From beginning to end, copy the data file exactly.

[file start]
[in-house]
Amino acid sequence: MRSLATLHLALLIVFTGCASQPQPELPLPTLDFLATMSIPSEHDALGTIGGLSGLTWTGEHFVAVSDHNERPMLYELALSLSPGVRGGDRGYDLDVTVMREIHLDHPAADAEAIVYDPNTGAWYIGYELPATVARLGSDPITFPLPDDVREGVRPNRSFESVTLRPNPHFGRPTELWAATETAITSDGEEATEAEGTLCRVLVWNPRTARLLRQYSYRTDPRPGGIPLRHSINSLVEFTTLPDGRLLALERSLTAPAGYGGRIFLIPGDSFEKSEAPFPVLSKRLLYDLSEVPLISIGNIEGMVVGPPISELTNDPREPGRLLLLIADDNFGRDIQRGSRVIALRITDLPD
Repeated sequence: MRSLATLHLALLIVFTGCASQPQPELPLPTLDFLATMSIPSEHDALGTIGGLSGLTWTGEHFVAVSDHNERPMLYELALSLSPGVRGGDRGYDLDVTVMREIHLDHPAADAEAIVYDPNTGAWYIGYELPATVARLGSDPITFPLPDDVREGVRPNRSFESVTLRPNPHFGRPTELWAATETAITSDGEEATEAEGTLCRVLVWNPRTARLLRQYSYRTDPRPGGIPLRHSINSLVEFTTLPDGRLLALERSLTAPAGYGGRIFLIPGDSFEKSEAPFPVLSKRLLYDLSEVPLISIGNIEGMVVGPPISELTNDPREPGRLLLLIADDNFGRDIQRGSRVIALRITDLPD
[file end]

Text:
[in-house]
Amino acid sequence: MRSLATLHLALLIVFTGCASQPQPELPLPTLDFLATMSIPSEHDALGTIGGLSGLTWTGEHFVAVSDHNERPMLYELALSLSPGVRGGDRGYDLDVTVMREIHLDHPAADAEAIVYDPNTGAWYIGYELPATVARLGSDPITFPLPDDVREGVRPNRSFESVTLRPNPHFGRPTELWAATETAITSDGEEATEAEGTLCRVLVWNPRTARLLRQYSYRTDPRPGGIPLRHSINSLVEFTTLPDGRLLALERSLTAPAGYGGRIFLIPGDSFEKSEAPFPVLSKRLLYDLSEVPLISIGNIEGMVVGPPISELTNDPREPGRLLLLIADDNFGRDIQRGSRVIALRITDLPD
Repeated sequence: MRSLATLHLALLIVFTGCASQPQPELPLPTLDFLATMSIPSEHDALGTIGGLSGLTWTGEHFVAVSDHNERPMLYELALSLSPGVRGGDRGYDLDVTVMREIHLDHPAADAEAIVYDPNTGAWYIGYELPATVARLGSDPITFPLPDDVREGVRPNRSFESVTLRPNPHFGRPTELWAATETAITSDGEEATEAEGTLCRVLVWNPRTARLLRQYSYRTDPRPGGIPLRHSINSLVEFTTLPDGRLLALERSLTAPAGYGGRIFLIPGDSFEKSEAPFPVLSKRLLYDLSEVPLISIGNIEGMVVGPPISELTNDPREPGRLLLLIADDNFGRDIQRGSRVIALRITDLPD